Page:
5. Knowledge should not be divided into different subjects or compartments, but should be discovered as an integrated whole (McMahon 1997; Di Vesta 1987). but... One needs knowledge to learn: it is not possible to assimilate new knowledge without having some structure developed from previous knowledge to build on. The more we know, the more we can learn. Therefore any effort to teach must be connected to the state of the learner, must provide a path into the subject for the learner based on that learner's previous knowledge.

6. Approaches based on constructivism stress the importance of mechanisms for mutual planning, 
diagnosis of learner needs and interests, cooperative learning climate, sequential activities for 
achieving the objectives, formulation of learning objectives based on the diagnosed needs and interests.

7. Motivation is a key component in learning. Not only is it the case that motivation helps learning, it is essential for learning. This ideas of motivation as described here is broadly conceived to include an understanding of ways in which the knowledge can be used. Unless we know "the reasons why", we may not be very involved in using the knowledge that may be instilled in us. even by the most severe and direct teaching.


Learners please check out this You tube video on Educational Philosophy: Constructivism

Teaching Strategies: (As given by Audrey Gray)

Using the constructivist learning theory in the classroom requires the teacher to avoid direct guidance of the students. Instead, she/he sets
  •  a learning atmosphere with minimal supervision and 
  • maximum opportunity for the students themselves to visualize, articulate, express, explain, interpret, and apply new knowledge.
  • involves the learner in a democratic manner
  • makes the activity totally student-centered and highly interactive
  • makes the students responsible for their learning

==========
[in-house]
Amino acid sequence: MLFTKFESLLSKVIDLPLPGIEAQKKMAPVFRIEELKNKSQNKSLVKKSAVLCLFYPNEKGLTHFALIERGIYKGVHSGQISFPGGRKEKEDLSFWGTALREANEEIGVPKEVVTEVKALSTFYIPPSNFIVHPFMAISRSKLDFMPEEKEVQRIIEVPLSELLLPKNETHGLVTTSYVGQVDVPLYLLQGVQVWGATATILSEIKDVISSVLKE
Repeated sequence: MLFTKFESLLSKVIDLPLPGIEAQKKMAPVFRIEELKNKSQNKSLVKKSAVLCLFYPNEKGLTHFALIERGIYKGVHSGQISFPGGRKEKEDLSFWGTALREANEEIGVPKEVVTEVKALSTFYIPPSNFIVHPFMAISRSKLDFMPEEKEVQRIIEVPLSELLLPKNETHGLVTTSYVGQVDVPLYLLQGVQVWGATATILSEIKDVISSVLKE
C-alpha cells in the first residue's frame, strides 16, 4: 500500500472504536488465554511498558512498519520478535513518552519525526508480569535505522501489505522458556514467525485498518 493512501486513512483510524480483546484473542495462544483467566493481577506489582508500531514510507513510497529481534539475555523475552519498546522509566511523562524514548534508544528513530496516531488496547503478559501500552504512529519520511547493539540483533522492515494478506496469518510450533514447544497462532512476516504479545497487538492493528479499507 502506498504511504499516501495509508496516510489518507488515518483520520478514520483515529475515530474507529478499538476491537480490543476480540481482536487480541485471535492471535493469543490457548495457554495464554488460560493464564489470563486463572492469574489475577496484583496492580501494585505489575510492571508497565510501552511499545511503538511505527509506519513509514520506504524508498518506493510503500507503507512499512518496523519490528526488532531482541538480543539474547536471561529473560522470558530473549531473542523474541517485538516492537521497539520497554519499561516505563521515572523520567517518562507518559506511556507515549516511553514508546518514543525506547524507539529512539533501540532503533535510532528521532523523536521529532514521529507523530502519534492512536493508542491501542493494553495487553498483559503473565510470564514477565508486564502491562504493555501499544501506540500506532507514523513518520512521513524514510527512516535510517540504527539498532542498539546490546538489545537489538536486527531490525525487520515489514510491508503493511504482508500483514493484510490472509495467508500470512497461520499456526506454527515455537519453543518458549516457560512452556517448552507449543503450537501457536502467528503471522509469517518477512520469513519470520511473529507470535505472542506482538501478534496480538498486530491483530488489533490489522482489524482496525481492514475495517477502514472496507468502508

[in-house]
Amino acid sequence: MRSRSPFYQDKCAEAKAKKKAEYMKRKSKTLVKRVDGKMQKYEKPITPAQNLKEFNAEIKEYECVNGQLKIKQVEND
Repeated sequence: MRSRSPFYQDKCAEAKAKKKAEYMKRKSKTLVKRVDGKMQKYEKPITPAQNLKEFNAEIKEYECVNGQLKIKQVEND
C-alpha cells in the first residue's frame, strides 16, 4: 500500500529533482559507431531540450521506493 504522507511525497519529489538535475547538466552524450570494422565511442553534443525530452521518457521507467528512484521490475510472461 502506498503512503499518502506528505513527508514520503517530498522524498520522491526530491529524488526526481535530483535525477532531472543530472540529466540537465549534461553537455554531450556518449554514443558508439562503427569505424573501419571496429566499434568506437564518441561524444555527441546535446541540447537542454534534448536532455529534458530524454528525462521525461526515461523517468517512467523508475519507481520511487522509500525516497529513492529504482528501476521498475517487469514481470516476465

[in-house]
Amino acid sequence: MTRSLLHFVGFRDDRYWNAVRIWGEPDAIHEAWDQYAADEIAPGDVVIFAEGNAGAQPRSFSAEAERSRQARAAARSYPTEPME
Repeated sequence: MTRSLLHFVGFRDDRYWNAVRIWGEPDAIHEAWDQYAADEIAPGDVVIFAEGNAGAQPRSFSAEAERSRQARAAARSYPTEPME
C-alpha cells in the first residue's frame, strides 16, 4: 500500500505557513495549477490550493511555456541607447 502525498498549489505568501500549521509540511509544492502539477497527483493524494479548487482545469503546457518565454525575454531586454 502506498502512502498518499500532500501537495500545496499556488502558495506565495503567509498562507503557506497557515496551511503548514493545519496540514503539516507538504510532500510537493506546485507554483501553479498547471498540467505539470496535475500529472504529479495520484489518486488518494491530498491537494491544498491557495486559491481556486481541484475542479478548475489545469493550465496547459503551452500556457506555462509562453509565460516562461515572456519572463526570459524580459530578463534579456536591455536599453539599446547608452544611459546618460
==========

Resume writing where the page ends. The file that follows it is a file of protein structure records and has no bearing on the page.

Accordingly they could have......
  • Experimentation: students individually perform an experiment and then come together as a class to discuss the results.
  • Research projects: students research a topic and can present their findings to the class. 
  • Field trips. This allows students to put the concepts and ideas discussed in class in a realworld context. Field trips would often be followed by class discussions. 
  • Films. These provide visual context and thus bring another sense into the learning experience. 
  • Class discussions. This technique is used in all of the methods described above. It is one of the most important distinctions of constructivist teaching methods


In the constructivist classroom, the teacher’s role is to prompt and facilitate discussion. Thus, the teacher’s main focus should be on guiding students by asking questions that will lead them to develop their own conclusions on the subject. David Jonassen identified three major roles for facilitators to support students in constructivist learning environments.
Modeling Coaching Scaffolding